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How your weekend eating, sleeping habits can throw off your body clock

Routine important to keeping healthy lifestyle

DETROIT – You don’t have to be on a plane to feel the effects of jet lag. What you eat and when you sleep on the weekends can also throw off your body clock.

It’s easy to keep a consistent schedule during the week, but for many of us, that routine gets thrown out the window on the weekend. That can have an effect on how you feel.

Saturday and Sunday are the days most people use to recharge. You might sleep in, stay up late and eat whatever you want, whenever you want.

“It can be all over the map,” Carole, from Livonia, said. “Sometimes I don’t eat dinner, eat a later lunch. On weekends, I just find there really is no routine.”

“I have a little more energy during the week,” Anne, from St. Clair Shores, said. “If I’m off on the weekend, I’m a little more lackadaisical.”

That can make you feel sluggish come Monday morning.

“I eat a lot of junk food on the weekends, and I do feel slow once Monday comes back,” said Ashley Henry, of Detroit. “It’s not a good feeling.”

Someone has given that feeling a catchy nickname: “metabolic jet lag.”

A study in Cell Magazine found most adults eat later and for longer periods of time on the weekend.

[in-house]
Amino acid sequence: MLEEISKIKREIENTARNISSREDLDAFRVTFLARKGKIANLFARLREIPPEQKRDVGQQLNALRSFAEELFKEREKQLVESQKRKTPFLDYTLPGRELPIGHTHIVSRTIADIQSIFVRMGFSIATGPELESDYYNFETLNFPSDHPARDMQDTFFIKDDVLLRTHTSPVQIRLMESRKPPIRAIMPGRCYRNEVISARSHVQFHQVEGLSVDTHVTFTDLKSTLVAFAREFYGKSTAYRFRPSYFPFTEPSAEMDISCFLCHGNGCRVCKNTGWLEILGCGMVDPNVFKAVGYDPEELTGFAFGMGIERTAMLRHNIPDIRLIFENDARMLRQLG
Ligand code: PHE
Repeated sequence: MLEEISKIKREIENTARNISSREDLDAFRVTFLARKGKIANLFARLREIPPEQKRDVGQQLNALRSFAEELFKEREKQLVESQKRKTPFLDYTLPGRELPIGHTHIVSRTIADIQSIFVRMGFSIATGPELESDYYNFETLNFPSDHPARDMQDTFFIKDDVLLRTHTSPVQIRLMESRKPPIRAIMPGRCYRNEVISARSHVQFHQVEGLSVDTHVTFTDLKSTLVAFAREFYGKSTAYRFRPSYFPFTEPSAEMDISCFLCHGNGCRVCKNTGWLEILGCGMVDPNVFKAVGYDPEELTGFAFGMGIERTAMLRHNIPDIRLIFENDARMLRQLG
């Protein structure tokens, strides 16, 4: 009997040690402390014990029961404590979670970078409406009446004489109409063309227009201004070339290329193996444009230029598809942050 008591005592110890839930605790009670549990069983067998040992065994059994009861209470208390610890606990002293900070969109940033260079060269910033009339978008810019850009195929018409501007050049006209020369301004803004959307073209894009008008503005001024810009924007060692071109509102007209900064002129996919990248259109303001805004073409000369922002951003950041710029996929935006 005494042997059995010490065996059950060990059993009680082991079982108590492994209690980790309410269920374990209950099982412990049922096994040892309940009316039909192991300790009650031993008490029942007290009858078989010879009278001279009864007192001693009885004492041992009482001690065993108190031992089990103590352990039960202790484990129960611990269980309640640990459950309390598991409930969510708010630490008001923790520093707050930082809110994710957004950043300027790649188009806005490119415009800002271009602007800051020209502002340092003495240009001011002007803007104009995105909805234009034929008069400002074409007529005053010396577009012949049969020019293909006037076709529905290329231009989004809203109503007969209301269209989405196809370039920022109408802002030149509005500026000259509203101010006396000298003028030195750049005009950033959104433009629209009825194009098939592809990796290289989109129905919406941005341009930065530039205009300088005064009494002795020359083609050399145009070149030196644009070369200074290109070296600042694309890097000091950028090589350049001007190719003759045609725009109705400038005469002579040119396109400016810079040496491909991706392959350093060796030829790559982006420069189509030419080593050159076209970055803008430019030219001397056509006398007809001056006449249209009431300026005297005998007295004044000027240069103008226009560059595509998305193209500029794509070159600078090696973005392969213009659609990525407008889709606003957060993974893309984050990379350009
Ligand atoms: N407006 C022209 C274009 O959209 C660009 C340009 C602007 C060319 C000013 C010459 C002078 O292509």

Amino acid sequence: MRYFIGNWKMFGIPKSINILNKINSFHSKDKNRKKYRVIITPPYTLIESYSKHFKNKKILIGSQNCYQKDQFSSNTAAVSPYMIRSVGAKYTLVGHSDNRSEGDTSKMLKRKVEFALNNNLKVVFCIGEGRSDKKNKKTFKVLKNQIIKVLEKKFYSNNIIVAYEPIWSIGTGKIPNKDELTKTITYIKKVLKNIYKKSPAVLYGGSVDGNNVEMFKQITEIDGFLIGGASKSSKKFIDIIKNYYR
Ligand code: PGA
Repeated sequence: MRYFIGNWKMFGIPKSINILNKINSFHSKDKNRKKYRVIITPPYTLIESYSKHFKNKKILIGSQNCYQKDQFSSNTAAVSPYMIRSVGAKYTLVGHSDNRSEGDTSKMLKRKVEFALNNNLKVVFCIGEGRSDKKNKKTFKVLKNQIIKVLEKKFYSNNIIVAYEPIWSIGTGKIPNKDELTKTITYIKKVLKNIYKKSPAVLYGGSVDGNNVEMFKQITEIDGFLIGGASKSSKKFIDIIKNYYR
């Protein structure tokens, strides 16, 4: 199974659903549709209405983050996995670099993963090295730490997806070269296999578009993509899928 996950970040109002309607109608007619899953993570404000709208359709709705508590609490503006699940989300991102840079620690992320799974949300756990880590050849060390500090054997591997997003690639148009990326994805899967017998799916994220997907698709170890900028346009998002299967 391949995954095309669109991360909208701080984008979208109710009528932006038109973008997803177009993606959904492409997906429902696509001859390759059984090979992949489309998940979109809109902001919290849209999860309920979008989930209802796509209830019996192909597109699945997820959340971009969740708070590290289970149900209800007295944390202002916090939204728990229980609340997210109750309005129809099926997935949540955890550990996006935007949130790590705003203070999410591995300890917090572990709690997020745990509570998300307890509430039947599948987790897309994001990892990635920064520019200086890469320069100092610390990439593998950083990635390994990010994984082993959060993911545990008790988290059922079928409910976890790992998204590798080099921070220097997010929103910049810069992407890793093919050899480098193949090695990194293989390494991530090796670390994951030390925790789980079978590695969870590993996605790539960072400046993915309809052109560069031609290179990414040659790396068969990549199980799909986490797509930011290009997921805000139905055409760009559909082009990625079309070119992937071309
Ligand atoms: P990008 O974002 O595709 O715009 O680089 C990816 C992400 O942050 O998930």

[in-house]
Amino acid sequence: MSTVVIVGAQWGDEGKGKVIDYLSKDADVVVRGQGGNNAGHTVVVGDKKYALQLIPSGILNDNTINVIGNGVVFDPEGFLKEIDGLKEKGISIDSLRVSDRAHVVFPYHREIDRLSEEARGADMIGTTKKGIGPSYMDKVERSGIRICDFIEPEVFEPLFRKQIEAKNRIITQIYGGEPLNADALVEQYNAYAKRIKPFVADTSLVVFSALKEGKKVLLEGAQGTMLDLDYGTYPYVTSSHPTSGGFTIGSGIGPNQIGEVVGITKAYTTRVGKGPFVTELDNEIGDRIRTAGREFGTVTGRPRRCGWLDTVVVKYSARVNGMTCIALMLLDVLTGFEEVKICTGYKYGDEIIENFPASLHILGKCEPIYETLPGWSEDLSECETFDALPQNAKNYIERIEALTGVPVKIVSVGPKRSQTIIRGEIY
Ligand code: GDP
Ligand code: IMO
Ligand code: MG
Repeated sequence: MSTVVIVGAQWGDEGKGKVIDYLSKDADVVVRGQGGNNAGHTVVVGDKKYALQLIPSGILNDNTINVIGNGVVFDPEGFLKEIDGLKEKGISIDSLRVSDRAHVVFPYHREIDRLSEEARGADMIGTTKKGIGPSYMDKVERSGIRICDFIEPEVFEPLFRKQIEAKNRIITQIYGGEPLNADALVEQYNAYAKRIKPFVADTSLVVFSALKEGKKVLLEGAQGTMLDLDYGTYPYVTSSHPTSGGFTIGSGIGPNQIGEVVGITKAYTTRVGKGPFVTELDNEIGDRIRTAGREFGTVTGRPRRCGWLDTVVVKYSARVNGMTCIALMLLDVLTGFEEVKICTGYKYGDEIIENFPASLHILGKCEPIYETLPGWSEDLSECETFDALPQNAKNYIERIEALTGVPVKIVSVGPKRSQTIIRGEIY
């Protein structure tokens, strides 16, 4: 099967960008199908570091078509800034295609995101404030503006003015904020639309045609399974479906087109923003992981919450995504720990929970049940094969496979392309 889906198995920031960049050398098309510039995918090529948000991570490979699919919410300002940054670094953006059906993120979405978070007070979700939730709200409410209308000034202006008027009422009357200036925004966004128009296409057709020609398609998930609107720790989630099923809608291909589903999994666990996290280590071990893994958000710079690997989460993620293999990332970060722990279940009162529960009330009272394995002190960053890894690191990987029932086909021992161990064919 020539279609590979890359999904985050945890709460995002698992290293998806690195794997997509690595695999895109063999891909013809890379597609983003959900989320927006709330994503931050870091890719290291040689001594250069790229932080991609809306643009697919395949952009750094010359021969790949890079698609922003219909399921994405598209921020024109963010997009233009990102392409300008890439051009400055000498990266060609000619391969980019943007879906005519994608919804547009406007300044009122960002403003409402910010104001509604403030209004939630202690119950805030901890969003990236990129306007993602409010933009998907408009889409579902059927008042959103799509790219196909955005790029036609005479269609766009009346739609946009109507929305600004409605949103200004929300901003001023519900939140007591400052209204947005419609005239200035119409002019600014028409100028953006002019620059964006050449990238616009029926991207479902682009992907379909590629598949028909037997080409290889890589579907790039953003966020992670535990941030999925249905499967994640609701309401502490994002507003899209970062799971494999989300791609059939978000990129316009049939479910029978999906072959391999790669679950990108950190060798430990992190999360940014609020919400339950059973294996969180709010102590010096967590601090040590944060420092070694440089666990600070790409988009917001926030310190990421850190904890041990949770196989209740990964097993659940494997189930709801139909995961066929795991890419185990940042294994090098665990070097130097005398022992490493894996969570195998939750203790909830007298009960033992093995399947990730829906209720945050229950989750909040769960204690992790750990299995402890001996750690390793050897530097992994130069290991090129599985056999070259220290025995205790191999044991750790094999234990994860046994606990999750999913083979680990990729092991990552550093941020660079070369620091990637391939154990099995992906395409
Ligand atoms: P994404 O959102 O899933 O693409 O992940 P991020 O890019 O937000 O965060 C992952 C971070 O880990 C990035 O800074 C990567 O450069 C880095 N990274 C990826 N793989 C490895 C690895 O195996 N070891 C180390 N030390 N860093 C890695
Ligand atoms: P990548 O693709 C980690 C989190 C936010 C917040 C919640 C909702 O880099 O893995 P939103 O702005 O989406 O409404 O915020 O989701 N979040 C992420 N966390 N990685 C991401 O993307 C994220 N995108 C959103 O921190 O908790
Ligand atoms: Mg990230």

“You’re out with friends, maybe you’re drinking, so you’re consuming extra calories, and you might sleep in, shifting the time you’re going to eat your next meal,” said Bethany Thayer, a registered dietitian with Henry Ford Health System.

That throws your body clock out of whack and affects your energy level. It can come with serious health consequences, such as diabetes, obesity and high blood sugar.

Thayer said metabolic jet lag isn’t about metabolism, but more about choices.

“When I heard the term ‘metabolic jet lag,’ it’s not really about metabolism,” Thayer said. “It’s about changing the times that you’re eating and the effect it has on you.”

To combat the jet lag feeling, Thayer recommended eating nutrient-dense foods, such as fruits, vegetables, whole grains and lean meats. But you don’t have to cut out that weekend brunch.

“For some people, it might be helpful to shorten the time frame that you’re eating in,” Thayer said.

She said instead of eating over a 15-hour span, shorten it to 10 hours and try to maintain your workweek sleep schedule.

“The closer you can stay to a regular schedule Monday through Sunday, the closer you are to keeping a healthy lifestyle,” Thayer said.

She said a routine is especially important for children because their bodies don’t adjust as quickly to changes.


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